Local Food vs Local Business – Do they Differ?

As new businesses continue to emerge and current ones evolve to bring about more transparency and sustainability to the masses; it only seems practical that I write about this very important topic. Especially when we are talking about the world of food, being misinformed about what is considered local can be very counterproductive and even harmful to our health and environment.

First off, it is important to discuss this term LOCAL. So why Local? There are many reasons people are hopping on the local train. Have we become fed up with large conglomerates influencing government policy? Have we become tired of poor health destroying our families and friends because cheaper foods have become affordable commodities? Are we tired of financial wealth not being evenly distributed amongst the residents in our communities? Are we looking for tax breaks or subsidies?

It is most certainly true that supporting local businesses helps us to support a local economy and keep money invested in our communities. On the contrary, this does not mean supporting your local Duane Reade by buying a snickers bar or new "healthy snack" along with an insulin shot and bottle of "smart water." Nor does it mean eating at your local Chipotle, Krispy Kreme, or Starbucks because they advertise to be more responsible than your local McDonalds or Dunkin Donuts. These are all large conglomerate packed franchises continuing to denature our food, land, and economic systems. Is Chipotle a healthier alternative? Yes, but you are not realizing your dream of helping influence a food system when your need for grass fed beef is imported from Australia or you need 15 large breeding / packing facilities to get your sustainable chicken to a secure location (hence the salmonella outbreaks).

The US can produce enough grass fed beef and pasture raised poultry for bigger operations, but these same operations must first invest their money into education and helping transform the amount of land in this country being destroyed by the heavily influenced industrial agricultural giants. The question is, will they sacrifice their overly indulgent well-being to influence quality and integrity to the end consumer? Their argument will always be “change takes time.” While this is said, CEOs and Owners of these franchises continue to make personal financial choices to meet their salaries. We can talk about personal financial disparity and its burden on our food system in another blog session.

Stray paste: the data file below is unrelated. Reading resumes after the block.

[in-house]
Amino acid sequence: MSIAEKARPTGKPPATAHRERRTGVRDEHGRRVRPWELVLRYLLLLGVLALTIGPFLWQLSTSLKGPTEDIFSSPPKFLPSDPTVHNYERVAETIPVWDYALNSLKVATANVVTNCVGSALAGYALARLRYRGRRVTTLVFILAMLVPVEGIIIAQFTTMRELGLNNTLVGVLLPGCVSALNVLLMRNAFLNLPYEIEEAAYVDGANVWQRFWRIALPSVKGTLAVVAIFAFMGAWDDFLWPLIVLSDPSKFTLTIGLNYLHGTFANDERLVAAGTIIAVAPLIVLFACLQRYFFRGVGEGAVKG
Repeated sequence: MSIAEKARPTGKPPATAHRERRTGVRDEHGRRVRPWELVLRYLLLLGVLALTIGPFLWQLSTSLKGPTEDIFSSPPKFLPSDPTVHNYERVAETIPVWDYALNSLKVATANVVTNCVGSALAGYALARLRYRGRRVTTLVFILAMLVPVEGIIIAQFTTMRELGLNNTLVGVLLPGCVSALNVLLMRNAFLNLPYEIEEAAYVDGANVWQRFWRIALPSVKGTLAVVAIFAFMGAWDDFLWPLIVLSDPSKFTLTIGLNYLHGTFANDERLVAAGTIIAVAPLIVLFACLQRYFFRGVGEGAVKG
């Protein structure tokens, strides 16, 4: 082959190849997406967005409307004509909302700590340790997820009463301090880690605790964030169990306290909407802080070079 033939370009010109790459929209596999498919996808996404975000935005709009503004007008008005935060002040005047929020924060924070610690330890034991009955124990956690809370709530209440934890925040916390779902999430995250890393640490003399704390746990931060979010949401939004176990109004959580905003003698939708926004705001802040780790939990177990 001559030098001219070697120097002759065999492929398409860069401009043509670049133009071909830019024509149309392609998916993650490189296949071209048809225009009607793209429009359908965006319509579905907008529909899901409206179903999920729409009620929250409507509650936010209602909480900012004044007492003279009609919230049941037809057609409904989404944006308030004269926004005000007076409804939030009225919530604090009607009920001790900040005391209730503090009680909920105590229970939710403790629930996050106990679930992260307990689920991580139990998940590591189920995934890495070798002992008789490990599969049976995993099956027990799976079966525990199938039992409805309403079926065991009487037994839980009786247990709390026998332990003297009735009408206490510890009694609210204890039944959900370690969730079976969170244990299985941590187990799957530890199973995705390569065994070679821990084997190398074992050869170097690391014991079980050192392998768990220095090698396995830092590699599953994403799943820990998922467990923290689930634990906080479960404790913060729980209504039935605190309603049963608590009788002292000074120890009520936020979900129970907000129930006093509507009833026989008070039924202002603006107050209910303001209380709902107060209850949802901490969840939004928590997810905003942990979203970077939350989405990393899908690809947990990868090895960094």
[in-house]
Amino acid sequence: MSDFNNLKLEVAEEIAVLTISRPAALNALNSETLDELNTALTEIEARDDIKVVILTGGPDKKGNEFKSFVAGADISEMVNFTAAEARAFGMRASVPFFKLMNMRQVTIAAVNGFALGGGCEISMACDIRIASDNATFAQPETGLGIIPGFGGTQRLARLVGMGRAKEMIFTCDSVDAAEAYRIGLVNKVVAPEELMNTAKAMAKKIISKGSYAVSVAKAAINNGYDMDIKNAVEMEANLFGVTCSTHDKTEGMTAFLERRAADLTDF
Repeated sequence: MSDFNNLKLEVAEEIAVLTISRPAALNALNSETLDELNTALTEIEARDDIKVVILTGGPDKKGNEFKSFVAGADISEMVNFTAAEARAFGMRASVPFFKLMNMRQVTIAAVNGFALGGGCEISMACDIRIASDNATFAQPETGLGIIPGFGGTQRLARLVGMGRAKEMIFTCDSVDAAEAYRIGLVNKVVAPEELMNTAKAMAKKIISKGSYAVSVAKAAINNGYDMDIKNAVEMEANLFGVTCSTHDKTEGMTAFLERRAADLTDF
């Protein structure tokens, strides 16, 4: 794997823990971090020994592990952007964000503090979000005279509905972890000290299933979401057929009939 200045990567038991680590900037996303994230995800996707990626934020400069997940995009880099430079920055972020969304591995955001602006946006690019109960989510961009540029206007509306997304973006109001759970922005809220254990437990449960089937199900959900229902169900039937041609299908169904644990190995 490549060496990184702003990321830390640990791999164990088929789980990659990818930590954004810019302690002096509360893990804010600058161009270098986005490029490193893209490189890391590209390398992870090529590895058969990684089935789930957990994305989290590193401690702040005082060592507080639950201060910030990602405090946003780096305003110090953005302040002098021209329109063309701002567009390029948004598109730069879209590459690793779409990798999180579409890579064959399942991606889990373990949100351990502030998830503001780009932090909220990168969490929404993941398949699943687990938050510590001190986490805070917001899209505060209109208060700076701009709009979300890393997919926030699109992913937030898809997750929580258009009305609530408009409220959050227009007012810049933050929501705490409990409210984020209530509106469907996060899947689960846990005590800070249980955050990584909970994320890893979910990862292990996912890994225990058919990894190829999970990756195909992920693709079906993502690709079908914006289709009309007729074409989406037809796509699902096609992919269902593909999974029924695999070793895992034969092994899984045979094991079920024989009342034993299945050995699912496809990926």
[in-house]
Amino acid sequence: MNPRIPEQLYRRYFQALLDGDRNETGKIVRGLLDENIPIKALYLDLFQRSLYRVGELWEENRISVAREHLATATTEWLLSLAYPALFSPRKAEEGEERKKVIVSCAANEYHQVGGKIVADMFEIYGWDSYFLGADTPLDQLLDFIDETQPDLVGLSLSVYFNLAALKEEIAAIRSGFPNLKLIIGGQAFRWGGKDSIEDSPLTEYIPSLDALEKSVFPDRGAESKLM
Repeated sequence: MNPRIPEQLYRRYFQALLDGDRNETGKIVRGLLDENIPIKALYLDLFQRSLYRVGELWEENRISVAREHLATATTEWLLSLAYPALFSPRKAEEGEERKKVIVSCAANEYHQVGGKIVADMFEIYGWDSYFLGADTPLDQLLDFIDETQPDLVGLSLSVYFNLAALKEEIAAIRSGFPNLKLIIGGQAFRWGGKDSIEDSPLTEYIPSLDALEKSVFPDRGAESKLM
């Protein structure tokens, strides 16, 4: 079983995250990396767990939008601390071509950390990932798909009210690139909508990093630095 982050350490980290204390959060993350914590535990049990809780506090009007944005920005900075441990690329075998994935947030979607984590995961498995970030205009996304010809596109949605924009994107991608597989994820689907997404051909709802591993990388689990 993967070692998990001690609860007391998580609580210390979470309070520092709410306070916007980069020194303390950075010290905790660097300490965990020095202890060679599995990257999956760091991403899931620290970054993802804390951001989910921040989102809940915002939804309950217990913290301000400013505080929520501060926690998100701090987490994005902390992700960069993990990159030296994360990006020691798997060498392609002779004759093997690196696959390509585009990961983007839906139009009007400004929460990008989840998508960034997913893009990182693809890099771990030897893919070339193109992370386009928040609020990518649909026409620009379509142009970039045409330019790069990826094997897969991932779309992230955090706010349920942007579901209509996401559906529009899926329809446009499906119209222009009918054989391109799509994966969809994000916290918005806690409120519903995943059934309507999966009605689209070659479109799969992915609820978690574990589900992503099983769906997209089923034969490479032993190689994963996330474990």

In comparison, but on a much smaller scale, it is also not plausible to say support our “local pizzeria or baker” when both are not sourcing their ingredients locally themselves. Most of them do not even source their ingredients from the US. If they are buying flour or processed foods & oils from non-local producers then supporting them means nothing for the economy other than simply supporting that business. This will not help influence the local economy but will instead continue to help influence the same industrial agricultural giants burdening the health & financial sustainability of our communities; as it has done so since the industrial revolution heavily burdened our capitalistic purity.